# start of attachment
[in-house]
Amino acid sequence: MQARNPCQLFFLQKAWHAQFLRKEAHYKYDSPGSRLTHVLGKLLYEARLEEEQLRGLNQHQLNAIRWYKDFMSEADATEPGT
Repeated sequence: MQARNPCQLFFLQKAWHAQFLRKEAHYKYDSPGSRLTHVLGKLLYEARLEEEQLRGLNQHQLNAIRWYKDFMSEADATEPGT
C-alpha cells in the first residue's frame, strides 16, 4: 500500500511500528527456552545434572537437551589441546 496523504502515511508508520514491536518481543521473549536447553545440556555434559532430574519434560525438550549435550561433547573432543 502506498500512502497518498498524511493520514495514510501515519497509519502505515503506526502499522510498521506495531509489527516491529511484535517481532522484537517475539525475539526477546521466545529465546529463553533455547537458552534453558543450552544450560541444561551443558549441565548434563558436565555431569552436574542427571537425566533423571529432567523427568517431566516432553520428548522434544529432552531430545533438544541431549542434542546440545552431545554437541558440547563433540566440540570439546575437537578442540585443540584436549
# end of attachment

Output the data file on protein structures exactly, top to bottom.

[in-house]
Amino acid sequence: MQARNPCQLFFLQKAWHAQFLRKEAHYKYDSPGSRLTHVLGKLLYEARLEEEQLRGLNQHQLNAIRWYKDFMSEADATEPGT
Repeated sequence: MQARNPCQLFFLQKAWHAQFLRKEAHYKYDSPGSRLTHVLGKLLYEARLEEEQLRGLNQHQLNAIRWYKDFMSEADATEPGT
C-alpha cells in the first residue's frame, strides 16, 4: 500500500511500528527456552545434572537437551589441546 496523504502515511508508520514491536518481543521473549536447553545440556555434559532430574519434560525438550549435550561433547573432543 502506498500512502497518498498524511493520514495514510501515519497509519502505515503506526502499522510498521506495531509489527516491529511484535517481532522484537517475539525475539526477546521466545529465546529463553533455547537458552534453558543450552544450560541444561551443558549441565548434563558436565555431569552436574542427571537425566533423571529432567523427568517431566516432553520428548522434544529432552531430545533438544541431549542434542546440545552431545554437541558440547563433540566440540570439546575437537578442540585443540584436549